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Increased Compulsory School Leaving Age Affects Secondary School Track Choice and Increases Dropout Rates in Vocational Training Schools

Anna Adamecz-Volgyi ()
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Anna Adamecz-Volgyi: Budapest Institute

No 1801, Budapest Working Papers on the Labour Market from Institute of Economics, Centre for Economic and Regional Studies

Abstract: This paper examines the effects of increasing the compulsory school leaving (CSL) age from 16 to 18 in Hungary using a regression discontinuity design (RDD) identification strategy. The new CSL age was introduced for those entering their first year of elementary school in 1998. Identification is based on compliance with the age of elementary school start rule. Compliance with the age rule creates a discontinuity in the probability of starting school under the higher CSL age regime around a cutoff date of birth. The treated cohort had known about the change since age 6. This fact allows for testing on how the increase affected forward-looking decision making about secondary school track choice which occurs at age 14. The legislation change resulted in an increased probability that children would choose the academic high school track instead of vocational training schools. At the same time, those choosing vocational training schools are more likely to drop out under the higher CSL age scheme. Potential explanations of increased dropout rates include a decrease in the quality of teaching in vocational training schools due to supply constraints, and a shift in student composition to include more students from lower socioeconomic backgrounds.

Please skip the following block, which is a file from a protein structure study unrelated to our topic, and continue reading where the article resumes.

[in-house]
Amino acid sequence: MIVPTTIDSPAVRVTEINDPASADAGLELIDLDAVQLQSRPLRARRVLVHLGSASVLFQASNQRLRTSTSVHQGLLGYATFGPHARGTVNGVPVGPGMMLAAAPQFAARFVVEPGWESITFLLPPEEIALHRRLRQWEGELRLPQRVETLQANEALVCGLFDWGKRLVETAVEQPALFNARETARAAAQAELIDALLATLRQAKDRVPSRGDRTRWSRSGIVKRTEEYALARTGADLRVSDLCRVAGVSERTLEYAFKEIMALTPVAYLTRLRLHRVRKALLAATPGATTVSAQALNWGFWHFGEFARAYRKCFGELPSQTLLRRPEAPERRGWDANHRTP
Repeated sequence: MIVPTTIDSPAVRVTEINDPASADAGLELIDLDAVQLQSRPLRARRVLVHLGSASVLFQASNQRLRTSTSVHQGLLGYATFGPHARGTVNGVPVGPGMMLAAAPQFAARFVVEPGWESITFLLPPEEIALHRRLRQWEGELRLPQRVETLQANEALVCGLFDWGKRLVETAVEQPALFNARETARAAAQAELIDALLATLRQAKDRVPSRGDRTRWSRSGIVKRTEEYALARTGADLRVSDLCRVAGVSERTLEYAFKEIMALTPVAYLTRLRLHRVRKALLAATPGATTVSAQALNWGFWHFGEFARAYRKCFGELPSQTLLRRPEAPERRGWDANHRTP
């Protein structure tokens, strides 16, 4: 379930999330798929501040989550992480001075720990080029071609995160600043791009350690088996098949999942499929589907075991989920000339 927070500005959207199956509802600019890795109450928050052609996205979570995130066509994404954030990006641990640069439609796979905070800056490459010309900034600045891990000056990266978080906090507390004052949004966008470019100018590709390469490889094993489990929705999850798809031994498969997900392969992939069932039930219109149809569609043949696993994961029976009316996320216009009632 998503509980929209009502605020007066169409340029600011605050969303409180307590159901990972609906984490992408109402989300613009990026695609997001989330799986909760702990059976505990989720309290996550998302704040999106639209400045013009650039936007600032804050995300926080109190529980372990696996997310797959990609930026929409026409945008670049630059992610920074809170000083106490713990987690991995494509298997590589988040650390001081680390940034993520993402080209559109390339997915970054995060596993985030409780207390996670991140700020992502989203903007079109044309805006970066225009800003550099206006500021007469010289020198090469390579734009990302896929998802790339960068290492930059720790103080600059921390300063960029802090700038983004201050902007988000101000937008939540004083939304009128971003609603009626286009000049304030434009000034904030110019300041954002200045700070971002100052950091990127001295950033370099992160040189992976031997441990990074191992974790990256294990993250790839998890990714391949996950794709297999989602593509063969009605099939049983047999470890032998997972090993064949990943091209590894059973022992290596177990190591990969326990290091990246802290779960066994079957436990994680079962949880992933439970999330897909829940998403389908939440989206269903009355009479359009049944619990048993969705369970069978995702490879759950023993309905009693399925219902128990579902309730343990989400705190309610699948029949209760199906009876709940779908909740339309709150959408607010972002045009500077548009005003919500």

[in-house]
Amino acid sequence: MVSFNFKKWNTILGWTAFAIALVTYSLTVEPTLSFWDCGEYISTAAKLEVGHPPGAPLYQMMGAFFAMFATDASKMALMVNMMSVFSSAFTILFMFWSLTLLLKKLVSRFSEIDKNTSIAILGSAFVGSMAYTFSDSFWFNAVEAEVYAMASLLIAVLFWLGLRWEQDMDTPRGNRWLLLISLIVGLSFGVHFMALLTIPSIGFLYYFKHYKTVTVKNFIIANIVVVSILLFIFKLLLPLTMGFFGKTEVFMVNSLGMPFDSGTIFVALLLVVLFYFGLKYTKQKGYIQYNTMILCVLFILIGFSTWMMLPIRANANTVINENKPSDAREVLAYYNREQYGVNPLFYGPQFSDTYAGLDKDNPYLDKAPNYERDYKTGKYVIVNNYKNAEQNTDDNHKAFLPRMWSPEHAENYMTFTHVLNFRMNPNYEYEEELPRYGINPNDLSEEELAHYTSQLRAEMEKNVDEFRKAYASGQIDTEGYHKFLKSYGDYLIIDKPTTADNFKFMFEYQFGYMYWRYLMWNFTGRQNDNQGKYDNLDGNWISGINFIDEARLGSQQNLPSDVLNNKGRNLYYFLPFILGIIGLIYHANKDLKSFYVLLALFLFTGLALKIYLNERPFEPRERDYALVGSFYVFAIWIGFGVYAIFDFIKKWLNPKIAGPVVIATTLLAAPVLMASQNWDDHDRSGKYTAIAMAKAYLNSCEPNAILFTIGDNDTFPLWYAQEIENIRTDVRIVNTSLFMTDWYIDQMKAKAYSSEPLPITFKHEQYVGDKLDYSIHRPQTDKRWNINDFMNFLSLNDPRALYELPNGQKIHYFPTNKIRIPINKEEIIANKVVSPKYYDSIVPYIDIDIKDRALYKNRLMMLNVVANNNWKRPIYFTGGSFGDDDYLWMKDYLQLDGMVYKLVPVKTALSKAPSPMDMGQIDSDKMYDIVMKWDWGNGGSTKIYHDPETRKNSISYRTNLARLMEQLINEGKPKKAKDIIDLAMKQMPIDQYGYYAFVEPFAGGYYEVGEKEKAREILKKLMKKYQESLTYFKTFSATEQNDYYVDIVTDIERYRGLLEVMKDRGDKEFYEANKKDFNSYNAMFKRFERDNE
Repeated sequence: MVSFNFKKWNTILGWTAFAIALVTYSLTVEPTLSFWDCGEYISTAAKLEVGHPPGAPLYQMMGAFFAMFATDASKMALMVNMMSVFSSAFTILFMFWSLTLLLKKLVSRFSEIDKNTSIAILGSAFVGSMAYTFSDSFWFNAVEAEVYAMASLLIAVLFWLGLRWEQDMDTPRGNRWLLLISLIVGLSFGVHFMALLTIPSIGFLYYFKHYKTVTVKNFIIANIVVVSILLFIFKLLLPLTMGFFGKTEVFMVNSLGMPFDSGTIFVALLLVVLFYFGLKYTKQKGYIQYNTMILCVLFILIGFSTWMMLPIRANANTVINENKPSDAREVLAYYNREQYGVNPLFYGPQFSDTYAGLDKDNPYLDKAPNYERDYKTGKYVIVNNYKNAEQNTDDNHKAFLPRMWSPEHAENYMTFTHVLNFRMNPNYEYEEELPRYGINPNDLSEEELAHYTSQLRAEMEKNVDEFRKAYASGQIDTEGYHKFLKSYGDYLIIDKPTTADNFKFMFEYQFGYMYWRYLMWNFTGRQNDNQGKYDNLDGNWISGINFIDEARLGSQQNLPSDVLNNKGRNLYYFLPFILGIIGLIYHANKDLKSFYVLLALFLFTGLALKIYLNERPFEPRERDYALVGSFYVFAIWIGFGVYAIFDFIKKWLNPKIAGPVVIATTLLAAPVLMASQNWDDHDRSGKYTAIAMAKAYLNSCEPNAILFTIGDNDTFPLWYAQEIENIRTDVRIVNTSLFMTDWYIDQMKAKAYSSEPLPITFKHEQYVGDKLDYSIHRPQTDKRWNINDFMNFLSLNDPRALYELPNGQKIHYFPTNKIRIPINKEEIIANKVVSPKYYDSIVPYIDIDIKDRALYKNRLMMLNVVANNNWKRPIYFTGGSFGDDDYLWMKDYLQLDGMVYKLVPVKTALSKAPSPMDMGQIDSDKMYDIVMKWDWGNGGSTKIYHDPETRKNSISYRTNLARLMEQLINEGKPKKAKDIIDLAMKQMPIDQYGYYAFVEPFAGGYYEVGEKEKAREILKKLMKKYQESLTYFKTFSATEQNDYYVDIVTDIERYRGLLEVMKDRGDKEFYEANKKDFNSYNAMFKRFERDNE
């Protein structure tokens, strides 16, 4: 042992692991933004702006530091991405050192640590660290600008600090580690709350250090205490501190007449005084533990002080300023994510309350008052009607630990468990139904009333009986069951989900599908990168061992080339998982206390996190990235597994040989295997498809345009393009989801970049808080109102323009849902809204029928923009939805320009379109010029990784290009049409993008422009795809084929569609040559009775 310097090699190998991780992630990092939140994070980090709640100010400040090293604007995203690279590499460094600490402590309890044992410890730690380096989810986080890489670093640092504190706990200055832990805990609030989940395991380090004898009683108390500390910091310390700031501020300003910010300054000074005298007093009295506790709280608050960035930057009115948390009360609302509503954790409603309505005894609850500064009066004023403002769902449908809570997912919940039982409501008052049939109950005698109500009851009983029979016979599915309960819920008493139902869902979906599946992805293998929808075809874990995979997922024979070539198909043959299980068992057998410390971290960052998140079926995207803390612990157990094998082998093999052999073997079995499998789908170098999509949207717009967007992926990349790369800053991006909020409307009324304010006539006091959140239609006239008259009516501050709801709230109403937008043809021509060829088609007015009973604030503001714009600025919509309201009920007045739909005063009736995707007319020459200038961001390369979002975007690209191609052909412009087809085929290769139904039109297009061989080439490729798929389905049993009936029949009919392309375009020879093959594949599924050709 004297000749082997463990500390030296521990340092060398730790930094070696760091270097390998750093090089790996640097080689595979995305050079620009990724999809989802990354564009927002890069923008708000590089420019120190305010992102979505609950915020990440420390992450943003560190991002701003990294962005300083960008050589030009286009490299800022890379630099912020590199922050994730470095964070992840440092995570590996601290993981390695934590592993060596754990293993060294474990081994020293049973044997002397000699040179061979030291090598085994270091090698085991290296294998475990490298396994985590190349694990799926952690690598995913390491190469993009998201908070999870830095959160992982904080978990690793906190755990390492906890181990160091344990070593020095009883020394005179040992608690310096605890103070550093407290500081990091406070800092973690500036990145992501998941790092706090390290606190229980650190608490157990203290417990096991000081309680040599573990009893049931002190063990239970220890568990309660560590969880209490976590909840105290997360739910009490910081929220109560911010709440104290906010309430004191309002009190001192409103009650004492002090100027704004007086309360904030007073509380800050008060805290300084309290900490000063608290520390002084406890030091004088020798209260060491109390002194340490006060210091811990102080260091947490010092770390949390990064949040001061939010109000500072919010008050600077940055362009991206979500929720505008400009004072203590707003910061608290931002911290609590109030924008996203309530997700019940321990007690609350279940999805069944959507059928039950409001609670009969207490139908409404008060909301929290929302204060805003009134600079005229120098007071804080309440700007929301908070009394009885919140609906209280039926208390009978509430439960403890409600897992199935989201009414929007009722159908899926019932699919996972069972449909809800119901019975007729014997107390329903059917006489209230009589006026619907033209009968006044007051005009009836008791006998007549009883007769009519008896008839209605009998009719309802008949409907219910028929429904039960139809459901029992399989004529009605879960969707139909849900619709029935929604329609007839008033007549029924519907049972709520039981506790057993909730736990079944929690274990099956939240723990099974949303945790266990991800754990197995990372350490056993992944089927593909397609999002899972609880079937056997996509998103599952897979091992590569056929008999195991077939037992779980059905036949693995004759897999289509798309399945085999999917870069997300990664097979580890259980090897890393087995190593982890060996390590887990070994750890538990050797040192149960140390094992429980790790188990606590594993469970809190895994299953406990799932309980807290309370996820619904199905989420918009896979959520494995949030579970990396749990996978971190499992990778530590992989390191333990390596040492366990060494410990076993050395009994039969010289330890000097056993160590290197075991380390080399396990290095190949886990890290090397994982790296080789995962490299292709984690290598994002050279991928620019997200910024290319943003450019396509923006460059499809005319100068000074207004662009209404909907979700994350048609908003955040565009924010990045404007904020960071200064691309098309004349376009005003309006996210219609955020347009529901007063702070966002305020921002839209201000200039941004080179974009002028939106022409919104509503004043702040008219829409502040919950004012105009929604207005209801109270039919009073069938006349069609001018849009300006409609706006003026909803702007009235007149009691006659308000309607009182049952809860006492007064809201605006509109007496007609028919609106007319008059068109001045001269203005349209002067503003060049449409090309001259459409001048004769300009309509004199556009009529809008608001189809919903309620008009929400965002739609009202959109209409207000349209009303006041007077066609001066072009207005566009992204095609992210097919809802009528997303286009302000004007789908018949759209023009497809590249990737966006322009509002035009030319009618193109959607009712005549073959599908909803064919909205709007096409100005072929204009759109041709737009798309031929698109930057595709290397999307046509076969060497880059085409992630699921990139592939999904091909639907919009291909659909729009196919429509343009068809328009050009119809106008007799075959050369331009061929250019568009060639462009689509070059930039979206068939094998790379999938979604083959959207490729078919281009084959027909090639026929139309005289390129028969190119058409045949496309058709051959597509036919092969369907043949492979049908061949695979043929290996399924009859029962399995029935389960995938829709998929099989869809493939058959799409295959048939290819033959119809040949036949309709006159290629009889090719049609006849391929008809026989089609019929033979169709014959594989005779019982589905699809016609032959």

Keywords: education; school choice; compulsory school leaving age; regression discontinuity design (search for similar items in EconPapers)
JEL-codes: J08 C21 I21 I26 (search for similar items in EconPapers)
New Economics Papers: this item is included in nep-edu
Date: 2018-01
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